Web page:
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Big Big Train - English Electric (Part One) CD (album) cover


Big Big Train


Crossover Prog

4.24 | 1149 ratings

From, the ultimate progressive rock music website

5 stars Big Big Train - English Electric Part 1.

I only came upon this band at the release of their 2009 album "the Underfall Yard". After hearing "Master of Tides" a few times on Morow, it grew on me, and my curiosity towards this band was sparked. After seeing the ratings here, I bought the album and gave it a few spins. At first I was disappointed. A very fortunate malfunction in my brain caused me to buy their EP "Far Skies Deep Time" anyways. What an eye opener. This is by far the best EP ever made, and prompted me to go back to the Underfall Yard. This time everything fell into place, and the album is now one of my favourites.

When I heard of their upcoming release and read some reactions I immediately ordered this album. I received it last week, and it has pretty much not left my cd-player since. To me BBT biggest strength is the atmosphere they create, the song composition and the way their albums feel like a logically constructed unit. English Electric expands on these strenghts and even goes up a notch with regards to the beautiful atmosphere. This, and their previous 2 albums just breathe England, and I love it.

Now, on to the album.

1) The first rebreather (8:32). The album opens with to me the song that resembles BBT on their previous albums.This is a very strong opener, with great melodies, harmony singing and excellent guitar soloes. The structure of this song is very straightforward with a long, and very pleasant intermezzo in an otherwise almost clasically structured song. The first thing I noticed is that David Langdon is in great form, and the vocal harmonies have improved greatly (I already liked them before). The amount of instruments (appropriately) used in just this song is vast, and it all adds to the great feel this band creates.

2) Uncle Jack (3:49). A banjo? well this put a smile to my face. A short, optimistic sounding song with again great vocal harmonies. . 3) Winchester from St. Giles Hall (7:16). A low tempo, again higly atmospheric song. The background vocals remind me of Clannad for some reason. At about the 3:45 mark it transforms toward a Canterbury scene sounding piece, only to then again transform into a symphonic piece.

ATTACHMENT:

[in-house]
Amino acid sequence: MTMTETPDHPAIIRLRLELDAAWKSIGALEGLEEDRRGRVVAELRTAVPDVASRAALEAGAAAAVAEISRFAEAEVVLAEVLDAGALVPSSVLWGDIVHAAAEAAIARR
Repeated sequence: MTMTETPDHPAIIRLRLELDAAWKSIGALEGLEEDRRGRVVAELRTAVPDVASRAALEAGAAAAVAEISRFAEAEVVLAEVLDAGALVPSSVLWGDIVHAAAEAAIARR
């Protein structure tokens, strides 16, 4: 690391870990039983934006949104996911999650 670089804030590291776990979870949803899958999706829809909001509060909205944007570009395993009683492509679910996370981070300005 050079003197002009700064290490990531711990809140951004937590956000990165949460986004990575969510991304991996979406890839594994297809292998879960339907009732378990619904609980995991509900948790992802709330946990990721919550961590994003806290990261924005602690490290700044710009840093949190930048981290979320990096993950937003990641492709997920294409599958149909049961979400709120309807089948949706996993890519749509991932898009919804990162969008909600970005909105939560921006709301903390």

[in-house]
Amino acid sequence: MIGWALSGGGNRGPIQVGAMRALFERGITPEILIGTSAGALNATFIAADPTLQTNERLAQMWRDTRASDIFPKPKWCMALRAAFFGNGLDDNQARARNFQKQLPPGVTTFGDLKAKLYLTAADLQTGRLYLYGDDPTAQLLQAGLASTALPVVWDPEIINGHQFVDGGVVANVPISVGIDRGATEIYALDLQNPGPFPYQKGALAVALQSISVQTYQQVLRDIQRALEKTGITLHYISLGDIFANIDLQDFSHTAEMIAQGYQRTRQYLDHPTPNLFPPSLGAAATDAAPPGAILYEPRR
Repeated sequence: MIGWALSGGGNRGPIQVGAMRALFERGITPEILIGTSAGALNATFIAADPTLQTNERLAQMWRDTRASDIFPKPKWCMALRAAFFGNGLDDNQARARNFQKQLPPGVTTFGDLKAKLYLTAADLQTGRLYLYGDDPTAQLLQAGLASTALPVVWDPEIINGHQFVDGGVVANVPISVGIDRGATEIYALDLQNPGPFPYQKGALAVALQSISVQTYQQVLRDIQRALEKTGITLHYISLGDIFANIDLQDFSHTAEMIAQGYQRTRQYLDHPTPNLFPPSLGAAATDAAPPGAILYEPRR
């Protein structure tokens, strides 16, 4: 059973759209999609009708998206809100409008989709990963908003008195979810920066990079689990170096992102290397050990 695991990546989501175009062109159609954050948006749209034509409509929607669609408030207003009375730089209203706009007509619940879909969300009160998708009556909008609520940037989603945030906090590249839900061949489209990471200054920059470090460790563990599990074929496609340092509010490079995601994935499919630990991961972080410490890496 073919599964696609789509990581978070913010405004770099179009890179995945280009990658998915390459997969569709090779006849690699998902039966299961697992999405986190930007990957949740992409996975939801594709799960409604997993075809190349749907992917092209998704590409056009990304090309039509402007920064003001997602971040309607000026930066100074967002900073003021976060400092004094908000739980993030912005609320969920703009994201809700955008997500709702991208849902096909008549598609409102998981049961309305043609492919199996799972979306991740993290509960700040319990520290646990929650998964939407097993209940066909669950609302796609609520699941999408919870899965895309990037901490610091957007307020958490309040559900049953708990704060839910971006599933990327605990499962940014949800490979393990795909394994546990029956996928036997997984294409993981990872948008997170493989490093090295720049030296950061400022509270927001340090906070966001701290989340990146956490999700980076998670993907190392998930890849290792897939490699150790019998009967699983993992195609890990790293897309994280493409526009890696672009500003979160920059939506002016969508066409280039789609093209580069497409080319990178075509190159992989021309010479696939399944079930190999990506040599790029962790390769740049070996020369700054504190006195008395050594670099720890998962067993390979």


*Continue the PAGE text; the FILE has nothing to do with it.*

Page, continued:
4) Judas Unrepentant (7:18). This song is based on an upbeat riff, which is a well-timed change of pace. After about 3 minutes the song calms down abit, leading to the "weakest" 4 minutes of the album, which are still quite enjoyable nonetheless, and pave the way of the briljant second half.

5) Summoned by Bells (9:15). If I'd have to name a favourite song, It'd be Summoned by Bells. I've seen people comparing this to Tears for Fears, one of the few pop-bands I really like. I guess it is due to the piano-intro, which sort of resembles the tune from "everybody wants to rule the world" the female vocals (which are great), and the guitarwork. At about 6:40 the song changes pace and presents a very mellow tune, lead by a nice bass-riff and assisted by trumpets, and some milder guitar-soloing which, again, create such a great atmosphere.

6) Upton Heath (5:39). I guess we could call this the albums ballad. The guitar, flute and strings really work for this song. This song really evokes a feeling of nostalgia, though I cannot really put my finger on as to why that is.

7) A boy in Darkness (8:03). The bleakest song on the album without a doubt. Since I have a thing for bleakness, this is right up my alley. The violin/cello in the background really set the mood here. Once again the vocal harmonies perfect the emotional tone. The main riff rieks of despair, and the way they convey this emotion is stunning. At 3:10 a mellotron signals an uptempo piece, assisted by violins, which spawn into a great jamfest, only to return strongly to the main riff. Superb song.

8) Hedgerow (8:52). And we've come to the final song of the album. It opens with an odd, almost oriental sounding tune. This song yet again unfolds so beautifully. It sort of feels like two tunes are being intertwined throughout this song, ending with BBT's strength: beautiful vocal harmonies. A great way to close the album.

This album succeeds in every department. On top of that it excells in song structure and the general flow of the album is fantastic. No album this year has come close to this one, and I sincerely doubt any of the coming albums will top this, so I hereby nominate this my album of the year. The best news is, there will be a part 2 very soon! Is it March 2013 yet?

jverweij | 5/5 |


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